Resonance is the optimum sound a vocalist should focus on when singing. It is a full, clean and round sound that won’t sound thin, constricted or small. A vocalist who’s resonant will use different types of placements, i.e. their voice will be placed either in their chest, head or mask (cheekbones area, not nose) to project their voice, in each individual register. A vocalist may be able to be resonant in their mixed voice by normally placing their voice in their mask with chest resonance, or as they go higher, with head resonance. A resonant sound is always going to be a projected sound, now resonance doesn’t mean loud, because a loud sound may still be pushed and strained. You may project but still have tension, but in true resonance tension should not be present. Resonance is produced when the vocalist is able to support their voice. In other words, they have developed vocal cords that are able to connect fully in a healthy manner, without breathiness coming between them nor too much constriction, against the right amount of air pressure. Then the supported sound is enhanced with the proper placement of sound, while keeping the soft palate lifted, the larynx position not high, the swallowing muscles, jaw, tongue And throat relaxed and the jaw dropped so as to amplify the sound of the voice. The combination of an open throat, support, relaxed singing and proper placement is what creates healthy resonance in singing.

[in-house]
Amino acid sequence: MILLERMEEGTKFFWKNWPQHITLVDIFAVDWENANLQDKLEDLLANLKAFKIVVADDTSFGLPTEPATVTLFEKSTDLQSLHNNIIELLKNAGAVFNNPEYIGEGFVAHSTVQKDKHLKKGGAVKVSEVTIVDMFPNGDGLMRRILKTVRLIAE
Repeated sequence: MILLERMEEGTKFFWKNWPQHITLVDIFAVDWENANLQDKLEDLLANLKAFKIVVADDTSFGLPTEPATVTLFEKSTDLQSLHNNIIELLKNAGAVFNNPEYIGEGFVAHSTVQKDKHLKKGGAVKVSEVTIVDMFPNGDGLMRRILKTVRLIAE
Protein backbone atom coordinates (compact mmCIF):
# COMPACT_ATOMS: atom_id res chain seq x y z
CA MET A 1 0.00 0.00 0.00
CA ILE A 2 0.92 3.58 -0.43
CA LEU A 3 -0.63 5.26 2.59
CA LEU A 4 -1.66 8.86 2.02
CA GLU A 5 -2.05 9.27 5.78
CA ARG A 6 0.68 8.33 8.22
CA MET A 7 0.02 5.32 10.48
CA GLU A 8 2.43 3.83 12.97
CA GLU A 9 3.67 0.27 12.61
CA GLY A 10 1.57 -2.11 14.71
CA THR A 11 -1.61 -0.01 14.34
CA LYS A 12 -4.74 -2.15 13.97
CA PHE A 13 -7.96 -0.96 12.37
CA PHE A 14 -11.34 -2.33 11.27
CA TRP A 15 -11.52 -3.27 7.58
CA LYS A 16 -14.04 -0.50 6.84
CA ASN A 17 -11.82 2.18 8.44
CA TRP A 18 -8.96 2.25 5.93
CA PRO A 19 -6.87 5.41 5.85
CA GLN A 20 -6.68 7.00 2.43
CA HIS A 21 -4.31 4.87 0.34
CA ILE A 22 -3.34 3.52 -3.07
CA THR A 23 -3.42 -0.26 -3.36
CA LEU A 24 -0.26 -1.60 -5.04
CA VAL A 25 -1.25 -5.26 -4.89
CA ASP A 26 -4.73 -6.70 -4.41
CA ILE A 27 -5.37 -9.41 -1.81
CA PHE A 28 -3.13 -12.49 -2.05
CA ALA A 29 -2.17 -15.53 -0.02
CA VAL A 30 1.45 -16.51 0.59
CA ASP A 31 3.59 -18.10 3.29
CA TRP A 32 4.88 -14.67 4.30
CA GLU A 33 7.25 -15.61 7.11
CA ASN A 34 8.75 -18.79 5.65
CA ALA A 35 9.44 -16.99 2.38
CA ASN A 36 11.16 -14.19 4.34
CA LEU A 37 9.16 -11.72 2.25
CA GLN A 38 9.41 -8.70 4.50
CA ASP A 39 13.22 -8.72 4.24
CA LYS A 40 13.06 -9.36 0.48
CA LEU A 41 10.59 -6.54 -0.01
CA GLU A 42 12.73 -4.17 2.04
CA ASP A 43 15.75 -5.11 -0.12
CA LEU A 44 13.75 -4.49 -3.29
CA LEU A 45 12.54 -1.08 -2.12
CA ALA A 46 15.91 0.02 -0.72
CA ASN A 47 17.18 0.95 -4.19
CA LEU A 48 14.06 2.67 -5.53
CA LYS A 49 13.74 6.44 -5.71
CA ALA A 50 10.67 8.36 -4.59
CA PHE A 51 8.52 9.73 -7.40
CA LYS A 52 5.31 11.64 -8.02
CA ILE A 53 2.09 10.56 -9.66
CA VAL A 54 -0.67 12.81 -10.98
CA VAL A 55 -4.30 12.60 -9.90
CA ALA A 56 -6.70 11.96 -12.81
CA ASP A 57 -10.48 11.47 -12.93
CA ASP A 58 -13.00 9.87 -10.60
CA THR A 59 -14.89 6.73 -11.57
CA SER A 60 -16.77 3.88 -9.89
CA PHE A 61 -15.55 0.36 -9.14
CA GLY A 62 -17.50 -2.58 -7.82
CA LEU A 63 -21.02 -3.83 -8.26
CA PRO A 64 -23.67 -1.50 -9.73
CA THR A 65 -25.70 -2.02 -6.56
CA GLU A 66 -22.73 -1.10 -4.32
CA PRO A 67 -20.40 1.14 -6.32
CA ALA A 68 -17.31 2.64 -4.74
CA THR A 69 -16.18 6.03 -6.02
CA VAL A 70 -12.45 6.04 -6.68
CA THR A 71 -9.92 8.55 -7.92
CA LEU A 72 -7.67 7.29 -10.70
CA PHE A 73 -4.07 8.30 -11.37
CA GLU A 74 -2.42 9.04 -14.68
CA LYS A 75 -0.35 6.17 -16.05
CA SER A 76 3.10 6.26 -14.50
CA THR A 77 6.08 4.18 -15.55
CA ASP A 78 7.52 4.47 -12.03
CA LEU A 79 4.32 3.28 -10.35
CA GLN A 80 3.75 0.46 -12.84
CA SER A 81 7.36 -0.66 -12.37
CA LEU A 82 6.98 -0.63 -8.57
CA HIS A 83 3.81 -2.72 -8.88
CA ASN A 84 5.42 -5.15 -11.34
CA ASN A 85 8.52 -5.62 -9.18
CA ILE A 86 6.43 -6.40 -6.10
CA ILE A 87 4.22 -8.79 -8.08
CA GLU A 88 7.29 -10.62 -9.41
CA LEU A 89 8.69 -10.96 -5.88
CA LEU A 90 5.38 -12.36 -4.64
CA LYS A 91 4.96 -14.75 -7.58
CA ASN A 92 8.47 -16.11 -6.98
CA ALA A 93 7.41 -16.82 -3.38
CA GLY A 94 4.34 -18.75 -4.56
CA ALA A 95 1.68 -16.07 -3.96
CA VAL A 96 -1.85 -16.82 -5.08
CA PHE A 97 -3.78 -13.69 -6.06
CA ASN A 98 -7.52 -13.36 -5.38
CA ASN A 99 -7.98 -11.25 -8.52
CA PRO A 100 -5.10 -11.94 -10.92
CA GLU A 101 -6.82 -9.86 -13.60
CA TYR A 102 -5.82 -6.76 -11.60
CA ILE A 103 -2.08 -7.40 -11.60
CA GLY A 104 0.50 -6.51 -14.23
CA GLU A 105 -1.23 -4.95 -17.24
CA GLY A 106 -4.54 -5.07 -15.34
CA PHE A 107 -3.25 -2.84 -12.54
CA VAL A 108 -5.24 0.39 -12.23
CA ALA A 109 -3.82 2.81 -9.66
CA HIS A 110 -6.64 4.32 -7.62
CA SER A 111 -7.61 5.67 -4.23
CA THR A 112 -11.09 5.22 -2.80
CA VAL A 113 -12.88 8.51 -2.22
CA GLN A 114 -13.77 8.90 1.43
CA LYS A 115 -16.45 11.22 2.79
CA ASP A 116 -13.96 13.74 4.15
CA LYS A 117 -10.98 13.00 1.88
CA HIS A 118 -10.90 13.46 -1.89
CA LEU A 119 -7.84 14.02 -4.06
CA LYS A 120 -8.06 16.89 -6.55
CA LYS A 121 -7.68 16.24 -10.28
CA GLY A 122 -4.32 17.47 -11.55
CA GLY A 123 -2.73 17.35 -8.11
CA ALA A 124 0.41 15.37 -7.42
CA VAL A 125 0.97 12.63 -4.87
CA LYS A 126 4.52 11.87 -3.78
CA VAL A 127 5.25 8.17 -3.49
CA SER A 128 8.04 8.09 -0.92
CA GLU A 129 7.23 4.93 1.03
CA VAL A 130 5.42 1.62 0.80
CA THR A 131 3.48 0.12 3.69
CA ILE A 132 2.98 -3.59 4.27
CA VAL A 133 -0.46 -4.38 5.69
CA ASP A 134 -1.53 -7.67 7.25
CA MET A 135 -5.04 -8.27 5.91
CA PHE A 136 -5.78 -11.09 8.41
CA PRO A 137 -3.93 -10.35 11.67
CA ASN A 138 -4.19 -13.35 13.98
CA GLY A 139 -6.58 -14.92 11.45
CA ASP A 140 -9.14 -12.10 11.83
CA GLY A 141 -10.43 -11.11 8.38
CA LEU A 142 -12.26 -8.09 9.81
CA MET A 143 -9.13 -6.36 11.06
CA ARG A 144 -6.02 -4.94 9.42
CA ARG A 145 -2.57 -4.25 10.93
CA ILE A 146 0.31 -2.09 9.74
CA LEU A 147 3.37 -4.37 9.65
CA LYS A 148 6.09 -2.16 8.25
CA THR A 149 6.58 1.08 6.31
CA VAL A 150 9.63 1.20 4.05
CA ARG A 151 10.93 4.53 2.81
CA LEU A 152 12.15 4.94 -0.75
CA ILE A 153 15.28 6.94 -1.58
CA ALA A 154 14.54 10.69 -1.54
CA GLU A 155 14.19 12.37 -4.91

Vocal Range vs Supported Range vs Tessitura
Vocal range means the individual’s lowest singable note to the individual’s highest singable note.  A tessitura will depend on the individual’s voice type and where their voice sits most comfortably, shines the most and could project the best. A supported range includes notes outside the tessitura where the individual’s voice type may not be naturally inclined to project well in, however so due to the vocalist’s own ability, they’re able to still maintain tone production, support, projection and stability. e.g In classical music, sopranos’ tessituras are something in between A3/C4 to  A5/C6, however in contemporary music a soprano singing as high as C6 is very uncommon and unnecessary; a contemporary soprano, for an example Luna, is able to keep resonance consistently up until Eb5, which is almost ideal for a soprano who should be able to carry that resonance up until A5 without a problem. However so she’s also able to sing down to G3 with correct support, which although is outside her voice type’s natural tessitura, she’s still able to keep support and projection down there.